Over the Fourth of July holiday weekend in Chicago, 82 people were shot in an 84-hour window, according to the Chicago Tribune. Fourteen were dead by Monday morning, including two boys, aged 14 and 16, who were killed by police in separate incidents when they allegedly refused to drop their guns. Things were so chaotic Sunday night that officers responding to the spasm of violence reportedly kept interrupting one another on their radios to report still newer bursts of gunfire. The string of shootings garnered national media attention and prompted Mayor Rahm Emanuel to plead with residents on Monday to put down their guns. “Wherever you are, wherever you live, the gun violence that was part of this weekend is totally unacceptable,” Emanuel told a gathering of concerned citizens on the city’s South Side, where many of the shootings took place.
The outbreak of violence stood in stark contrast to the message coming from Chicago City Hall in April, when Emanuel and his police superintendent, Garry McCarthy, trumpeted police statistics that showed the city had seen its lowest number of murders for the first three months of a year in more than a half-century. That announcement followed January’s much-hyped news that 2013’s homicide total was 415—still a lot of people killed, but 88 fewer than the previous year and the lowest total since 1965. Emanuel, up for re-election early next year, has highlighted the city’s progress in curbing violence in what was the nation’s murder capital in 2012.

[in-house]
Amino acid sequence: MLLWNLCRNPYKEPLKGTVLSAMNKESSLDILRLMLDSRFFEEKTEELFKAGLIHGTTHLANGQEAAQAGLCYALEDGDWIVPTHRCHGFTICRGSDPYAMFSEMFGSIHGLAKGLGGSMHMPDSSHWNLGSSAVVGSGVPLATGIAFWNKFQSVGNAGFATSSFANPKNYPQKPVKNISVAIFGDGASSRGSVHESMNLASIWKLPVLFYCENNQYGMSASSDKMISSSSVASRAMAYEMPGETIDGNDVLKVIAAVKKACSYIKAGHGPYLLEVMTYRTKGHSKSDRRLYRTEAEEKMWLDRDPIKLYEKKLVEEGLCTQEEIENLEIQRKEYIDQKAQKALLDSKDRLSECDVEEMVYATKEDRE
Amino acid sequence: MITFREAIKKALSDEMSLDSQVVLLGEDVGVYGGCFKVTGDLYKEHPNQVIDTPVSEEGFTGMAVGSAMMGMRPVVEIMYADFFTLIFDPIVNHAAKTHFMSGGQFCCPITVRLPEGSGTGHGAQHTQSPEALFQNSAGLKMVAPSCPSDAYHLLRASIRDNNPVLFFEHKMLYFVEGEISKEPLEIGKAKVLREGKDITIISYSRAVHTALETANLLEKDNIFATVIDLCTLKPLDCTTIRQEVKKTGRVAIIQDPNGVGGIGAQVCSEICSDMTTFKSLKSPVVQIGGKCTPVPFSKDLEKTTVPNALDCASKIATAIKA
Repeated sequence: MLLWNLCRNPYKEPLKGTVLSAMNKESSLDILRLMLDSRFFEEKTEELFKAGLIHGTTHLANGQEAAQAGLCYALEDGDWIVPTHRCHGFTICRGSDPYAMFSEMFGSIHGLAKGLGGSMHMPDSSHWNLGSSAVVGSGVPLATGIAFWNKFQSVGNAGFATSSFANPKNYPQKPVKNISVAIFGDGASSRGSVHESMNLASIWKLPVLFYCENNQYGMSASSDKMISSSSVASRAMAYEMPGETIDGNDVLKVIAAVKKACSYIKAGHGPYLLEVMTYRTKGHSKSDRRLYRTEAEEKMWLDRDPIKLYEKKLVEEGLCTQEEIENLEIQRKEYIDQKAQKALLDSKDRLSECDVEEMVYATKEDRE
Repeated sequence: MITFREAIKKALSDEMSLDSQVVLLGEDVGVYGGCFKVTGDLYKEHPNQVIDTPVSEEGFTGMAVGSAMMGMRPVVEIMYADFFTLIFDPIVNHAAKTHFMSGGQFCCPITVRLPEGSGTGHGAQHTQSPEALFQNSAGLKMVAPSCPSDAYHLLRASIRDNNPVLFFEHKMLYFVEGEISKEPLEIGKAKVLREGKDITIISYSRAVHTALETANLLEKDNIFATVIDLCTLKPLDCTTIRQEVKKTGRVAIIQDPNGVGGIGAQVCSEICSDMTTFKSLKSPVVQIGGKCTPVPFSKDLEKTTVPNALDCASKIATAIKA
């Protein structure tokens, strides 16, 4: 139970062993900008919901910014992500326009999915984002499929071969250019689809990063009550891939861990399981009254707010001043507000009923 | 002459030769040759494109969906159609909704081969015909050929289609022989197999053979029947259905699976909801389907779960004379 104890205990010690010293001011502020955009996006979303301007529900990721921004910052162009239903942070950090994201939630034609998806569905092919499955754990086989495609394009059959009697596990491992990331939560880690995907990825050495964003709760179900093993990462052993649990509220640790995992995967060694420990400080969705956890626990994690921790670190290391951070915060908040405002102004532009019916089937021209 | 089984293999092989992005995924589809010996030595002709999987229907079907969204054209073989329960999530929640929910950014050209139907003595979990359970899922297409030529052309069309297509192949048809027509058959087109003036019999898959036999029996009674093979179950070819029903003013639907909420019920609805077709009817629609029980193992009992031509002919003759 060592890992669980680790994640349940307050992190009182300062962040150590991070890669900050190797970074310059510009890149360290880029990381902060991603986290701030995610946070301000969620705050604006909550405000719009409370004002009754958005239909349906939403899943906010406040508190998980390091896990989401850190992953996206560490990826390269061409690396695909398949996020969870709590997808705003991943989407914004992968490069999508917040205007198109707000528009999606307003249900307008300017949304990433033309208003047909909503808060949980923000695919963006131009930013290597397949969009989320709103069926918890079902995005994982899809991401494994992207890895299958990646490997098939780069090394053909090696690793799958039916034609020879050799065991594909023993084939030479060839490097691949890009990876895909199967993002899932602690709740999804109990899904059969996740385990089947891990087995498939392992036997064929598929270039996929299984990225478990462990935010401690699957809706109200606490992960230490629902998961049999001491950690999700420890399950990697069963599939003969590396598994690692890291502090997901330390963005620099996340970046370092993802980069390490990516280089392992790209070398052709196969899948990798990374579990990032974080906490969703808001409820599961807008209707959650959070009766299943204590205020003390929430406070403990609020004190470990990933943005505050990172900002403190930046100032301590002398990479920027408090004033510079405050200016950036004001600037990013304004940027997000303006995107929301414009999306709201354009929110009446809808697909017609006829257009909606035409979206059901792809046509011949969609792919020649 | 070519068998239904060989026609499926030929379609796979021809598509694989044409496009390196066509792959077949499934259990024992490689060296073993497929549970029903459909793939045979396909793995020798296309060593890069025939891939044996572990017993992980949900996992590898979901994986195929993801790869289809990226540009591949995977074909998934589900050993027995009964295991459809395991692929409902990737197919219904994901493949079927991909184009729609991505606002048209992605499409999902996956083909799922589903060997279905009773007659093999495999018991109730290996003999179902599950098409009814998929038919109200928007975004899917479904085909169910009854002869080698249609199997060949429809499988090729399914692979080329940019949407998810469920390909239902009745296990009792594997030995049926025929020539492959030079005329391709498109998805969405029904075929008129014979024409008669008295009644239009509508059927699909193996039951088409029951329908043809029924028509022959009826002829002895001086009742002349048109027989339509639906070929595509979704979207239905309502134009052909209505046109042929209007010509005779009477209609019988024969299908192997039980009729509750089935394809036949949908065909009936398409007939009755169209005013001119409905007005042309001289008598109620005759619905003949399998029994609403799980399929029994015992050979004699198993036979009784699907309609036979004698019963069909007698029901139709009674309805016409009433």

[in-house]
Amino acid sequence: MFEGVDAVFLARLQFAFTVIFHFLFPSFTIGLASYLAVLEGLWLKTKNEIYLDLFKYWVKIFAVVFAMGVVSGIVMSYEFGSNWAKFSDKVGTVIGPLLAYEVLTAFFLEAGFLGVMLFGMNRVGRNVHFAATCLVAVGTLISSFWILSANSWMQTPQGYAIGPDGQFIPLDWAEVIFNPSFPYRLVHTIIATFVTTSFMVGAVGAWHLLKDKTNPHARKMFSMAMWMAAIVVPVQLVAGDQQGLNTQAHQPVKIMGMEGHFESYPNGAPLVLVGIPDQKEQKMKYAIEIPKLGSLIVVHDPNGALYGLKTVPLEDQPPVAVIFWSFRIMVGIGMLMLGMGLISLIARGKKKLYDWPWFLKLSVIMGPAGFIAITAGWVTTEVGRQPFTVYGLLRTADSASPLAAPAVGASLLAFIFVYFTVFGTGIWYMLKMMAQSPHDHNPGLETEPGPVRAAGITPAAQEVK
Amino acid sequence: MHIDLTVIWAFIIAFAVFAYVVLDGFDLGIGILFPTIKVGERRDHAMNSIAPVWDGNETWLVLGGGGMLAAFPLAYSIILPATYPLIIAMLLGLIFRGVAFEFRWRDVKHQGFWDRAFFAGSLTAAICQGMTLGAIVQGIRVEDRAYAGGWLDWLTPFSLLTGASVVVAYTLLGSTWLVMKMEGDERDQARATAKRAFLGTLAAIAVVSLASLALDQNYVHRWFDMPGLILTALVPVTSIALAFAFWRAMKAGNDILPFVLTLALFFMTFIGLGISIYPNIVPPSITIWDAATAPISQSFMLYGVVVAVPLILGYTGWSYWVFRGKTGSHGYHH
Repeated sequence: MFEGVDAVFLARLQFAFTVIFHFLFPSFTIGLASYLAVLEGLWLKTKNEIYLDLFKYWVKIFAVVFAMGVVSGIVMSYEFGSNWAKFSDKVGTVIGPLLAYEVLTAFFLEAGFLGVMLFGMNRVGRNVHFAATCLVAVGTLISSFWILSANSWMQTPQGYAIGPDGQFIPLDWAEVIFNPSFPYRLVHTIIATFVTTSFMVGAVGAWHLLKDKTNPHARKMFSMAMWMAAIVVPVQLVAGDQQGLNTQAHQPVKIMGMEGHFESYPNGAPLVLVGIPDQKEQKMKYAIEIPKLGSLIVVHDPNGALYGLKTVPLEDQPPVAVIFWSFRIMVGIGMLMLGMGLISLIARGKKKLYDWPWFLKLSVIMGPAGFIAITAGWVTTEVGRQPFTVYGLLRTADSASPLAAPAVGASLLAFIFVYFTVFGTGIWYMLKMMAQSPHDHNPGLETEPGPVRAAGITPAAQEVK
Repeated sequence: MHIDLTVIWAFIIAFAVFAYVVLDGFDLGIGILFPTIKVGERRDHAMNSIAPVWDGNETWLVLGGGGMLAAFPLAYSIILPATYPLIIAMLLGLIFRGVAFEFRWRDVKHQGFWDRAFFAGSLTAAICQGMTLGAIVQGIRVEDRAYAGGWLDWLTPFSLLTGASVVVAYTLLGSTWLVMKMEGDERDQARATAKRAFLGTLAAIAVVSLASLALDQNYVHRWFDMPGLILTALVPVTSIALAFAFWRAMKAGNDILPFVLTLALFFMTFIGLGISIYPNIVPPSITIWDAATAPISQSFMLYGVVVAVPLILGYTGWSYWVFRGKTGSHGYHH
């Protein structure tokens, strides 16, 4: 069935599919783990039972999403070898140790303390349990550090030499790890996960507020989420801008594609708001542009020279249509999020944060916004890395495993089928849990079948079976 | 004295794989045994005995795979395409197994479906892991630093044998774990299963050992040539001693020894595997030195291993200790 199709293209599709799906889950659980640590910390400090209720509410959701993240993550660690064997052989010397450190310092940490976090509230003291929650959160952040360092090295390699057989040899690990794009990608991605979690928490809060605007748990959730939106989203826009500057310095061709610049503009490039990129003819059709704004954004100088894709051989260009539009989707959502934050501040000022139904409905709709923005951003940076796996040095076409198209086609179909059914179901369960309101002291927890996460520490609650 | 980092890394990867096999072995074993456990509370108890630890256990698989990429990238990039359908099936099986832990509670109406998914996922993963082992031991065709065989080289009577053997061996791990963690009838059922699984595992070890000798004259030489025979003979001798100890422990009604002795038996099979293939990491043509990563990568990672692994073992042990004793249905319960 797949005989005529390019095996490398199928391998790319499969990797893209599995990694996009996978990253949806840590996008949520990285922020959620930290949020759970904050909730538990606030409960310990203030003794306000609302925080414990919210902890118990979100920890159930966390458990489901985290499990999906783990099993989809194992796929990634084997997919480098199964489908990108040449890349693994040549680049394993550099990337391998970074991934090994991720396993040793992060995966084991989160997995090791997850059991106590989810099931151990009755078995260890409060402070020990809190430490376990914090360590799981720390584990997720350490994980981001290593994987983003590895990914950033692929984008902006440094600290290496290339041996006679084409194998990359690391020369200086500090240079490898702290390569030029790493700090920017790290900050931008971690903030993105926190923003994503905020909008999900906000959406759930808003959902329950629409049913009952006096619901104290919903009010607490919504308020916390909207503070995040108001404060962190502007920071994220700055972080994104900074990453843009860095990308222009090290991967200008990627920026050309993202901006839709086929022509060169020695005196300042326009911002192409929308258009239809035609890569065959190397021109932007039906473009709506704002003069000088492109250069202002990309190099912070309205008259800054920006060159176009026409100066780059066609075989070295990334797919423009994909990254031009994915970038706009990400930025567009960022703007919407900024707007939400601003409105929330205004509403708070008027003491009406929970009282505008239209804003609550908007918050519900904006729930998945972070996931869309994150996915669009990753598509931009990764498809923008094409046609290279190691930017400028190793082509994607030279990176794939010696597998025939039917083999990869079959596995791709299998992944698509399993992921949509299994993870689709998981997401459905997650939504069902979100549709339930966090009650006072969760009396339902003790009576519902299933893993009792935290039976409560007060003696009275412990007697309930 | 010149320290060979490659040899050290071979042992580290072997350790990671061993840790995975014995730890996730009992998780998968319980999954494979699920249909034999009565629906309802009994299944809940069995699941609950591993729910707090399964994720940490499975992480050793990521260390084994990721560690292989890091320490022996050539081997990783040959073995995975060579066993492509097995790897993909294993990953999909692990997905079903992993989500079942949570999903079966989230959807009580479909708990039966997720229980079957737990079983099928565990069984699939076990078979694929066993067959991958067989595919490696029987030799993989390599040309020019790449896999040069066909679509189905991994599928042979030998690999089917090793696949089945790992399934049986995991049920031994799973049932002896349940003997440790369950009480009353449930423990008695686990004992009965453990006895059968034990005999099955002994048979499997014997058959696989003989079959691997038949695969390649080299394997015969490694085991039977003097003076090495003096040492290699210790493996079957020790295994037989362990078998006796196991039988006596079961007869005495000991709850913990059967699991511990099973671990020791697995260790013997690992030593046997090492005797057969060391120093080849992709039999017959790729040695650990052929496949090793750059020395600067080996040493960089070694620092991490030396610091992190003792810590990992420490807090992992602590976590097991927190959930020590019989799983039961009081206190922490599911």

How do we reconcile these two seemingly contradictory narratives? On the one hand, the stats suggest that violent crime is falling in Chicago; on the other, the Windy City remains riddled by gang-related violence. The Fourth’s bloody toll wasn’t even unusual. Just last year, more than 70 people were shot, 13 of whom were killed, during the same four-day stretch. Things were slightly better in 2012, with at least 8 people killed. All told, if you tally the homicides in Chicago over the Thursday-to-Sunday window closest to July 4, this year’s long weekend was the eighth since 2002 to see double-digit murders, according to the city’s own statistics.
The sad reality is that by the time July 4, 2015, rolls around, we will have largely forgotten this past weekend’s violence. We’ve already done so for last year’s Independence Day. The fact that this past holiday weekend was only marginally worse than last year’s was a detail largely missing from much of the coverage this week. Even the Tribune, which provided by far the most detailed coverage of the shootings in real time, failed to mention the comparison in its online report on Monday and made only a passing, vague reference to it in its otherwise-comprehensive front-page follow-up the next day. Likewise, few reports bothered to mention a similar string of shootings less than three months ago that left 9 dead and 36 others injured over Easter weekend.